Apr 12, 2012
3,355
1,682
Where do you live, Afghanistan? I never knew Craigslist could be so dangerous.

I bought the 5s for about £650 in Jan 2015. Sold it for £320 in Oct 2016 when I upgraded to the 6s. That was selling it to a computer games shop who buy and sell mobiles/tablets/etc. That's one of the benefits of buying an iPhone, the re-sale values are brilliant.
CEX only give up to £280 for an iPhone 6, it's not held its value as well
 

gixxerfool

macrumors 65816
Jun 7, 2008
1,087
786
With the financing program through Verizon, not the same, but similar, I actually came out ahead every month. So by financing I actually get $2 back on my bill every month. More or less. It's not much, but only because I use the device payment plan. If I paid it off upfront I would actually spend more money.
 

daftpunker909

macrumors regular
Sep 3, 2012
124
147
Maybe I'm misunderstanding this program, but you don't own the phone after 2 years right? Which means you can't sell it. The re-sell value of iphones is pretty solid, so you end up giving money away with this program if my assumption is correct.
 

SHNXX

macrumors 68000
Oct 2, 2013
1,901
663
Wait so it's actually 0 interest or only $30 in interest per year?

This seems like an amazing deal.
 

SHNXX

macrumors 68000
Oct 2, 2013
1,901
663
Maybe I'm misunderstanding this program, but you don't own the phone after 2 years right? Which means you can't sell it. The re-sell value of iphones is pretty solid, so you end up giving money away with this program if my assumption is correct.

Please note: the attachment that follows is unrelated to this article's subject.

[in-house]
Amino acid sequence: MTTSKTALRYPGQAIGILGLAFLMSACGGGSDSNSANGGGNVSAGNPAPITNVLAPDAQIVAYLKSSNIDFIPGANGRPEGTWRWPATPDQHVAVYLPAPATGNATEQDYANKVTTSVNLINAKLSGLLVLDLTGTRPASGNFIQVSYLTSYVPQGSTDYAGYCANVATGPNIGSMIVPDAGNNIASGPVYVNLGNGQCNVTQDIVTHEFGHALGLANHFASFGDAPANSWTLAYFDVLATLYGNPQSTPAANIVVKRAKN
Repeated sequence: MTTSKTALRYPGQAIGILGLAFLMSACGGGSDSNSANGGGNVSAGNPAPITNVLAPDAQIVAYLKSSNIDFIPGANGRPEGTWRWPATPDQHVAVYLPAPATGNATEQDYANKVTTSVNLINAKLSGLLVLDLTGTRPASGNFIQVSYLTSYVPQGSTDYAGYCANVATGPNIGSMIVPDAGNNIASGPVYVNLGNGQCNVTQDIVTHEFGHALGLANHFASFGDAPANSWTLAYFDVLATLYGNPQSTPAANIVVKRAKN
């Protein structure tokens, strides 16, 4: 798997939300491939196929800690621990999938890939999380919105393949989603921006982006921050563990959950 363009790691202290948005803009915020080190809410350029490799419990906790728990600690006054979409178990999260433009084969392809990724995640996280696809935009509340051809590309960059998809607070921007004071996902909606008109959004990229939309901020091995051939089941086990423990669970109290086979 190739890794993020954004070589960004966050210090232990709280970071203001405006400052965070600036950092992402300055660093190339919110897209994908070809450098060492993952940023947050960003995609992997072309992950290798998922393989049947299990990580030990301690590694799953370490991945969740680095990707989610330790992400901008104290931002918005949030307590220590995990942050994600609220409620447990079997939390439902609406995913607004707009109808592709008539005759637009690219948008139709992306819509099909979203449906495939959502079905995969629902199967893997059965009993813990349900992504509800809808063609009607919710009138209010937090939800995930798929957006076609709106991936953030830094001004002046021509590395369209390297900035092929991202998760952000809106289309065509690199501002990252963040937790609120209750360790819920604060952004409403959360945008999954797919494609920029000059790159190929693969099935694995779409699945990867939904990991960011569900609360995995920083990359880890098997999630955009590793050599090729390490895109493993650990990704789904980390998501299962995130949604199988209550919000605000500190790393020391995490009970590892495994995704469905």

Is this true?
If so, then obviously you're losing a lot of money by doing this although you save a little bit of hassle since selling a used phone is pretty annoying.
 

Rogifan

macrumors Penryn
Nov 14, 2011
24,518
31,848
You guys don't read the terms. It's not about whether or not you have great credit to qualify for the 0% APR in the first place, it's the fact that these programs are to get people who can't even pay their bills on time to suffer even more. The loan installment is thru your credit card.
So you're against people using credit cards, period?
 

horsebattery

macrumors 6502
Sep 24, 2013
315
428
Maybe I'm misunderstanding this program, but you don't own the phone after 2 years right? Which means you can't sell it. The re-sell value of iphones is pretty solid, so you end up giving money away with this program if my assumption is correct.